Social Studies 9 - Coming Sept 2024

This course aligns with the learning outcomes for:


This course aligns with the learning outcomes for:


Human history is long, but the last 300 years or so have been particularly impactful. A comparison of the world in 1750 to the world today shows massive changes. There are technologies that fit in your pocket that would have been inconceivable in 1750; some of the wealthiest and most powerful nations in the world today did not even exist in 1750. How did all of these changes take place?

Social Studies 9 asks the question, “What are the forces that shape the world?” The course digs into human history between 1750 and 1919 — from the start of the Industrial Revolution to the end of World War 1. This was a revolutionary time period in every way. The way people thought changed; the way people made money changed; the way empires and kingdoms were run changed; telephones and radios and automobiles and airplanes were all invented, revolutionizing the way people communicate and travel. There were also literal revolutions in the United States, France, Haiti, China, Russia, and many other places, causing millions of people to die, but transforming power structures and completely changing the way people thought about how governments, countries and empires should be run. What were the forces that caused these events?

At the same time as all of these changes were happening in the world, life was transforming in Canada as well. Major events like the Battle of the Plains of Abraham, the War of 1812, Confederation, the signing of the Indian Act, and the Battle of Vimy Ridge all shaped the birth and growth of a nation. This course will give students an opportunity to hear stories about Canada and the world so they can see that the forces that shaped the world for the last 300 years continue to impact their lives today.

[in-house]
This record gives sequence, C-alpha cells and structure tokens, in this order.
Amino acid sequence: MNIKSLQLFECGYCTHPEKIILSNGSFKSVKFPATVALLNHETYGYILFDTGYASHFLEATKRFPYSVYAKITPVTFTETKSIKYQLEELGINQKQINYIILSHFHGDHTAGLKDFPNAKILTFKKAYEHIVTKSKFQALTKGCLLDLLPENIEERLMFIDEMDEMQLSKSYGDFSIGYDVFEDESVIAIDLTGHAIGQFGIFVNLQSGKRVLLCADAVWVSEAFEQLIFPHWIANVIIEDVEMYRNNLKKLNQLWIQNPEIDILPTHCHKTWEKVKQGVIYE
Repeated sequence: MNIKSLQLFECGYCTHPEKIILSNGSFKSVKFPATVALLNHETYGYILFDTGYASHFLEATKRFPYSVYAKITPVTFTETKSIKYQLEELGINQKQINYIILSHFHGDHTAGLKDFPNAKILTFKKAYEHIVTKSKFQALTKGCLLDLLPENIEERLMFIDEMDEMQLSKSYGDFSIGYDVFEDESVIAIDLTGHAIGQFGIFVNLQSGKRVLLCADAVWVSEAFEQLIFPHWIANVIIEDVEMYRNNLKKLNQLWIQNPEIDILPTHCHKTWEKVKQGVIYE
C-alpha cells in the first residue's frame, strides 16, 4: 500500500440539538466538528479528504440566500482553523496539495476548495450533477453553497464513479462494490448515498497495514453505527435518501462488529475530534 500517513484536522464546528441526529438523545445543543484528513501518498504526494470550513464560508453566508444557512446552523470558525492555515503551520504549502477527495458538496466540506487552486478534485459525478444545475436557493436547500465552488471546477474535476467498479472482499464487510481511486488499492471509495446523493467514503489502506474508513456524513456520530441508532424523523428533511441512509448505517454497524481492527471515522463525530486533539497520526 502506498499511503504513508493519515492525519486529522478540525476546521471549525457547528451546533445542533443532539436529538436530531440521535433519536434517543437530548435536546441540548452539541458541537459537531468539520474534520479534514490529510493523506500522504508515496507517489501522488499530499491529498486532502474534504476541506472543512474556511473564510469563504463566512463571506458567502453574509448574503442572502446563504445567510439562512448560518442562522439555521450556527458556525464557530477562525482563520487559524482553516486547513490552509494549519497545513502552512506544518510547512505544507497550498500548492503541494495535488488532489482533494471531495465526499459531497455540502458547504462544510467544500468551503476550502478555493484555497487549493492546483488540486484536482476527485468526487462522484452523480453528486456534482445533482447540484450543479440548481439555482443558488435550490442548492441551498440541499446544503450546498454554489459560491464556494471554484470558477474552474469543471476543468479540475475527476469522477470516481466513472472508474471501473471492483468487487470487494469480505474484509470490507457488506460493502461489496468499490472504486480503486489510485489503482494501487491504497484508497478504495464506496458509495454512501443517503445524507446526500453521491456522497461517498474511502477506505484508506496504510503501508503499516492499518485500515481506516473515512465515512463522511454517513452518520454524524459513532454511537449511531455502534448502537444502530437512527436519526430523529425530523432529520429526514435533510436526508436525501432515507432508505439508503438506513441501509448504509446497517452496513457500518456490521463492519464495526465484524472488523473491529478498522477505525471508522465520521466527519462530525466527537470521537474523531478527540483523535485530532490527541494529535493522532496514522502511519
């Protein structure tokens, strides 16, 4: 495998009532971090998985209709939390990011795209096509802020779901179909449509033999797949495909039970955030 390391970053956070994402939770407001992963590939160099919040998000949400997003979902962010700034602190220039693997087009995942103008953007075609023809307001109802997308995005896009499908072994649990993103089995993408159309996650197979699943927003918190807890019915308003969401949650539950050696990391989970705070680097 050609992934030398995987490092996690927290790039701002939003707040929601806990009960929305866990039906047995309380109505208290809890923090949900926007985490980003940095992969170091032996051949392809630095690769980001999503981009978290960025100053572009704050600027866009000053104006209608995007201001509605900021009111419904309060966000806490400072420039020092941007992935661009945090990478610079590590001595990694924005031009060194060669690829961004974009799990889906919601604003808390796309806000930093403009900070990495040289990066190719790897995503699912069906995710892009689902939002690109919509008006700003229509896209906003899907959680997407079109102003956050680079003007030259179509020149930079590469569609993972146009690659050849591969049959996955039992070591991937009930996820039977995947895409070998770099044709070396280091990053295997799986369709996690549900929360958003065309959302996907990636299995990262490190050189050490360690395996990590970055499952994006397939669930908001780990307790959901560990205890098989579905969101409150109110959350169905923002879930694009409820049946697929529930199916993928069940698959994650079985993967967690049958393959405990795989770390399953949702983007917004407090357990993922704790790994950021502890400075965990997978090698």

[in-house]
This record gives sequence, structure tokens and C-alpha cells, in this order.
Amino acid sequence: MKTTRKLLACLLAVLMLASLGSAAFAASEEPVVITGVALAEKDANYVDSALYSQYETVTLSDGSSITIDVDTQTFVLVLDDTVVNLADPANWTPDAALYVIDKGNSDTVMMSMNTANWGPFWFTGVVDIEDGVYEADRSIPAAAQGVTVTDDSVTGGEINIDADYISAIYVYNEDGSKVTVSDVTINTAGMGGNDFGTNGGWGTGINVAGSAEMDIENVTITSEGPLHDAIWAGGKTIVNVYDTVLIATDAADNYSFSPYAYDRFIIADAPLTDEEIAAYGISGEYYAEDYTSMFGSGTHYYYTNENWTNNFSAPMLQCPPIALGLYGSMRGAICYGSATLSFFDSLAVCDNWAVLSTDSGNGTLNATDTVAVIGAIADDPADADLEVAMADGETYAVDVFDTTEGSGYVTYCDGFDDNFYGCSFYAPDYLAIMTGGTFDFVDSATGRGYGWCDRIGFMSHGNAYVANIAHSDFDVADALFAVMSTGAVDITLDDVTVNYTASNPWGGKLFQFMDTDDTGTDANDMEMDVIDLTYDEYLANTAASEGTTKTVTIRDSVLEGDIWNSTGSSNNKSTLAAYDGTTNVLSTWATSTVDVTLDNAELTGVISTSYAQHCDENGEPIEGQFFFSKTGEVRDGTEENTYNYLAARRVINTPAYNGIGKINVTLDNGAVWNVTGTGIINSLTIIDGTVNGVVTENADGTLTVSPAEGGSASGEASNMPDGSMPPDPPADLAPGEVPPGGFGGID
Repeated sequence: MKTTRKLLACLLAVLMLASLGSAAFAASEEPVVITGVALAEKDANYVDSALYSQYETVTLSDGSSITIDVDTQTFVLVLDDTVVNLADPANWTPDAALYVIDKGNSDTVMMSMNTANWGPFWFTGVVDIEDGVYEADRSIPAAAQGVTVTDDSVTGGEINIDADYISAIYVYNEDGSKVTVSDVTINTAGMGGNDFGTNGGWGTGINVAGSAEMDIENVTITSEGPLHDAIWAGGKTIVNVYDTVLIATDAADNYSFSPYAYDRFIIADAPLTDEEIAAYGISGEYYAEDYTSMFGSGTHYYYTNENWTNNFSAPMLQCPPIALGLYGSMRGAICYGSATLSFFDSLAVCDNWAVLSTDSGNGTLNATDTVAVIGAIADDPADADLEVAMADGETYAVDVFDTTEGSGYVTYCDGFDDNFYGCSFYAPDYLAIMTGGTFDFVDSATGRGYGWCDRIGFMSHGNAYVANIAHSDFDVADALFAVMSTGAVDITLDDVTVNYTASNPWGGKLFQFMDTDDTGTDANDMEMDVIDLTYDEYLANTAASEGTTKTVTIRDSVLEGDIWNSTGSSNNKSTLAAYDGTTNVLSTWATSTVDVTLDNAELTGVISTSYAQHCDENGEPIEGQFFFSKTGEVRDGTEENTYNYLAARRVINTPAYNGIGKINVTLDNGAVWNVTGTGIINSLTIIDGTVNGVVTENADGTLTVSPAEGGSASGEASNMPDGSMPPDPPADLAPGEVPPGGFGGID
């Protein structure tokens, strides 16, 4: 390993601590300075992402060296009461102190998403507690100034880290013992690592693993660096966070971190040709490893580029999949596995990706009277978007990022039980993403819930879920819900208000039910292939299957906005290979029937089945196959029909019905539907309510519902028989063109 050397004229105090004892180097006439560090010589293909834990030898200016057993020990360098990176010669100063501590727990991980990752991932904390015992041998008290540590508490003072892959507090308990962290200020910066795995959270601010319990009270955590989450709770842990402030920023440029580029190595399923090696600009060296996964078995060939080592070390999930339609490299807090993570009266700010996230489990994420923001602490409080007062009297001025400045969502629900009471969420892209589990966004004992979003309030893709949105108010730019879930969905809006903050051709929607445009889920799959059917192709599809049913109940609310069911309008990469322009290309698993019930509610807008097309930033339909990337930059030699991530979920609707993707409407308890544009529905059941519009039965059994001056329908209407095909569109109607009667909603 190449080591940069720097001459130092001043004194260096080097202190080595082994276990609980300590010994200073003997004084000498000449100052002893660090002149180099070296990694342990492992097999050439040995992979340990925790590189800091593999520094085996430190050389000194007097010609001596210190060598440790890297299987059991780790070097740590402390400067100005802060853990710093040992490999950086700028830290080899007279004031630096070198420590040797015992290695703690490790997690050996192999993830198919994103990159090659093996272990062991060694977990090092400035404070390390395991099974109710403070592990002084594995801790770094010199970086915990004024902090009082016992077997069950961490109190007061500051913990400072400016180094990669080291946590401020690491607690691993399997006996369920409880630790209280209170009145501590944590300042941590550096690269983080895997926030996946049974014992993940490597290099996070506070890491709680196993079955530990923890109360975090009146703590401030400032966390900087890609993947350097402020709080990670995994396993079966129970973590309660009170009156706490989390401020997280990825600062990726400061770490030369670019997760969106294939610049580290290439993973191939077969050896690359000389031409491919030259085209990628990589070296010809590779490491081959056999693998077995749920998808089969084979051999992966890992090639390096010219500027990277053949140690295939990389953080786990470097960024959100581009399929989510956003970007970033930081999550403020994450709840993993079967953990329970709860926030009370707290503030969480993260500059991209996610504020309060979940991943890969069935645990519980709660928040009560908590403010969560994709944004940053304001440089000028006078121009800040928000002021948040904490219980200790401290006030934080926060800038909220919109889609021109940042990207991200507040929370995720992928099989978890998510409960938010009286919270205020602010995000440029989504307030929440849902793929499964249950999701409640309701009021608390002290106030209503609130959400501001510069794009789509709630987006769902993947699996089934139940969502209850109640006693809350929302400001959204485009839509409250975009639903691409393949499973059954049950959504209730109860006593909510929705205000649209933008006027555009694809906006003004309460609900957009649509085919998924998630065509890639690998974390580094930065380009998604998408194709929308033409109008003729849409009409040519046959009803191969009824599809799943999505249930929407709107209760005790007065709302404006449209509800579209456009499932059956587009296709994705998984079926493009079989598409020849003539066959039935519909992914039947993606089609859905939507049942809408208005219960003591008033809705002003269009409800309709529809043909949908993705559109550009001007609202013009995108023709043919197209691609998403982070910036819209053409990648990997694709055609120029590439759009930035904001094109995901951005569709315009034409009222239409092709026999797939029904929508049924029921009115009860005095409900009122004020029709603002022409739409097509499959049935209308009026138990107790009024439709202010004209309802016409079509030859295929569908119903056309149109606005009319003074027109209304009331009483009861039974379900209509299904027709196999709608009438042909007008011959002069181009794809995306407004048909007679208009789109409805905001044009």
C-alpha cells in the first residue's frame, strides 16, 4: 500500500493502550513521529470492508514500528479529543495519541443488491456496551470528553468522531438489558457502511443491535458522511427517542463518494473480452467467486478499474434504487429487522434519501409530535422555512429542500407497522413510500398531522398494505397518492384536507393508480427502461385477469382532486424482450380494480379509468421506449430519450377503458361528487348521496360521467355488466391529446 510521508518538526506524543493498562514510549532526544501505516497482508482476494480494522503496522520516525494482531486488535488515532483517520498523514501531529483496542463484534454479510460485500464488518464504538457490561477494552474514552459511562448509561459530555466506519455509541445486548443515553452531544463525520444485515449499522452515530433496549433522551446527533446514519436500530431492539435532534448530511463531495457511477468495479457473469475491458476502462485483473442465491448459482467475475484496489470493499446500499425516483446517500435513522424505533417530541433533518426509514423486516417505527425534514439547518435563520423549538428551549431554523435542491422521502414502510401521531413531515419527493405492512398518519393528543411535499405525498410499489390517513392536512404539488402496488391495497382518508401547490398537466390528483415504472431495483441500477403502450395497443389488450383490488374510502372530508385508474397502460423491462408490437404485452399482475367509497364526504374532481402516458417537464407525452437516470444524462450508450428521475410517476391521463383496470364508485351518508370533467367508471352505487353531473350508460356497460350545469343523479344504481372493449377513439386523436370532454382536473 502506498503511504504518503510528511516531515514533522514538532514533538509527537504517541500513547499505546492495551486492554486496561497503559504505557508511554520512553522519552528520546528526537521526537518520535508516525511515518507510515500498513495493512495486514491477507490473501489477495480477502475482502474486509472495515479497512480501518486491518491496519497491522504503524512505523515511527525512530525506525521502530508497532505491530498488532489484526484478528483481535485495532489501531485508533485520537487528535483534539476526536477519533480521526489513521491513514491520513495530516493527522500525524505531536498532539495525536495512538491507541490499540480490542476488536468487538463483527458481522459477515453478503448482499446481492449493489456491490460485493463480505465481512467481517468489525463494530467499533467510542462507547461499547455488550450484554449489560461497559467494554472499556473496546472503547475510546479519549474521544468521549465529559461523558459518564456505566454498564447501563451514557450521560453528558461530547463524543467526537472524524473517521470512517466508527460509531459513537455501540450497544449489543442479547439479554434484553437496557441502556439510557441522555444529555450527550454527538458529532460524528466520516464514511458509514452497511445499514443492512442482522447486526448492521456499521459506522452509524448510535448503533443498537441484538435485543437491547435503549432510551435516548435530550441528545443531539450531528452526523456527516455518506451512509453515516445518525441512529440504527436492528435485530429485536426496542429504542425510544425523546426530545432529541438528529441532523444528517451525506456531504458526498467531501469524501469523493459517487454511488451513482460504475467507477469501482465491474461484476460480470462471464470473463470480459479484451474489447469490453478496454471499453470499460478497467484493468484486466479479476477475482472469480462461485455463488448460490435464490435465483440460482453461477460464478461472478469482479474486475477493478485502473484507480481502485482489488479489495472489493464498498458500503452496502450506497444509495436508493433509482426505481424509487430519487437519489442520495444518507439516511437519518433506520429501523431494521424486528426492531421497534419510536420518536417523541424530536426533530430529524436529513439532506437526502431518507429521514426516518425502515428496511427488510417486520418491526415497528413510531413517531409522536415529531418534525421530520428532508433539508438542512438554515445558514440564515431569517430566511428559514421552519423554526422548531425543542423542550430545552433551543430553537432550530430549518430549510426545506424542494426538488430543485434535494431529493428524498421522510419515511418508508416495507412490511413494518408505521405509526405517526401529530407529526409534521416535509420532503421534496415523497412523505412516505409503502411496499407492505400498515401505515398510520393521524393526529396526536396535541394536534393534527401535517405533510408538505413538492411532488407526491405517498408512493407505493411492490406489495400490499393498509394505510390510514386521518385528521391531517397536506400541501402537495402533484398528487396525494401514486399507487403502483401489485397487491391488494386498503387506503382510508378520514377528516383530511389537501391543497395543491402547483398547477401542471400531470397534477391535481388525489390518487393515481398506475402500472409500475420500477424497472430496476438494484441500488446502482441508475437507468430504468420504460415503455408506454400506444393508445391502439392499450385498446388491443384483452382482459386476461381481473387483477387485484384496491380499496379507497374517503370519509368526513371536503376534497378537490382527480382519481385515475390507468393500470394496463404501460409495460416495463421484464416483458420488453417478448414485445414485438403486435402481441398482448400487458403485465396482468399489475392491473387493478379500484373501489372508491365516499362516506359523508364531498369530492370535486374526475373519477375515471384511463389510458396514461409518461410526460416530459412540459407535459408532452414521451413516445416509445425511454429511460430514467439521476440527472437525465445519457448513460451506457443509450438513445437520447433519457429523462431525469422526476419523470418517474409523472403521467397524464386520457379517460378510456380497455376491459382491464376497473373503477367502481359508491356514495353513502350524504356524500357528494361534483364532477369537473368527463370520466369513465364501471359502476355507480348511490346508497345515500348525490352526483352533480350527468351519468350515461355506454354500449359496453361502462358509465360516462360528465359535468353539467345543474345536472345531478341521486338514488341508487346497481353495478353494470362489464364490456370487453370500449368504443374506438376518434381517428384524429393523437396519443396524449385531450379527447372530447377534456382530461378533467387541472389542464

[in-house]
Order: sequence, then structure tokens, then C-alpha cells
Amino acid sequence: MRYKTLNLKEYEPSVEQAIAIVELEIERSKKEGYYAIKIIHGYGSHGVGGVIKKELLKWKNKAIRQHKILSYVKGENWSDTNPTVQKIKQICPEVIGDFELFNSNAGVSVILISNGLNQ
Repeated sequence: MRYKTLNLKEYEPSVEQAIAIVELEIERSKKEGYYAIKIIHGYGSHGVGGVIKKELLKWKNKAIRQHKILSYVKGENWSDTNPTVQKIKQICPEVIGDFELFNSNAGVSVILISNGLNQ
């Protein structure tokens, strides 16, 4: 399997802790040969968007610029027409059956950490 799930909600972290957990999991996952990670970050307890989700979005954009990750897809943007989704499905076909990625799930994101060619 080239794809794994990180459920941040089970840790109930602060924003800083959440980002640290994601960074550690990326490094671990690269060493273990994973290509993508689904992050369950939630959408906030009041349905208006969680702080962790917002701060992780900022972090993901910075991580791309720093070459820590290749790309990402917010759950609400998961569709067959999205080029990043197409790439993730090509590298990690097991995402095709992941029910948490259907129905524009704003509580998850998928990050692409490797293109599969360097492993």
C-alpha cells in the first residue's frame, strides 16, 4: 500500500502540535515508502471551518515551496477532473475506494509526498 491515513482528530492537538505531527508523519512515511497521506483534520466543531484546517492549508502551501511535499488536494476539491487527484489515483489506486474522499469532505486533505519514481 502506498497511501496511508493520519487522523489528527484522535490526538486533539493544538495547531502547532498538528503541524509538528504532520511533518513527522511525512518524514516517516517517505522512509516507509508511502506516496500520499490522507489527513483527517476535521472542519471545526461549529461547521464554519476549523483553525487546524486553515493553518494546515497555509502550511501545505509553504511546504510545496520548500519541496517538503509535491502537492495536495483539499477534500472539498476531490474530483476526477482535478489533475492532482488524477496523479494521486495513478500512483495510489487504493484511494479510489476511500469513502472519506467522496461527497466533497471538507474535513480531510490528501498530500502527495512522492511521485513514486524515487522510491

The StudyForge Difference

StudyForge Social Studies 9 can be taught in an online asynchronous, online synchronous, hybrid, or face-to-face format. Most readings include multiple pedagogical layers to enhance student learning, including an audio file for readings, fill-in-the-blank note-packages with key words highlighted in the text, and regular formative quizzes. Students can also retake every quiz, which are randomized, to encourage them to strive towards mastery. Challenging vocabulary words are tagged with hover-over definitions so students can develop their vocabulary without needing to go to external sources. Assessments and activities are thought-provoking and engaging, including ones that give students a chance to examine primary source documents. A timeline at the top of every relevant lesson helps orient the students to the lesson’s time period, also indicating the eras that are happening concurrently elsewhere in the world.

Table of Contents

Getting Started
  • Lesson 1: Introduction to Social Studies 9
  • Lesson 2: Key Terms and Ideas
  • Lesson 3: The World Before 1750
Europe from 1750 to 1919.
  • Lesson 4: The British Empire From 1750 to 1919
  • Lesson 5: France From 1750 to 1919
  • Lesson 6: Germany and Italy From 1750 to 1919
Asia from 1750 to 1919
  • Lesson 7: Russia from 1750 to 1919
  • Lesson 8: China From 1750 to 1919
  • Lesson 9: Japan From 1750 to 1919
Southern Continents from 1750 to 1919.
  • Lesson 10: Australia from 1750 to 1919
  • Lesson 11: Africa from 1750 to 1919
  • Lesson 12: Latin America from 1750 to 1919
North America from 1750 to 1919
  • Lesson 13: The United States From 1750 to 1919
  • Lesson 14: Canada From 1750 to 1919
  • Lesson 15: Changes and Forces Slideshow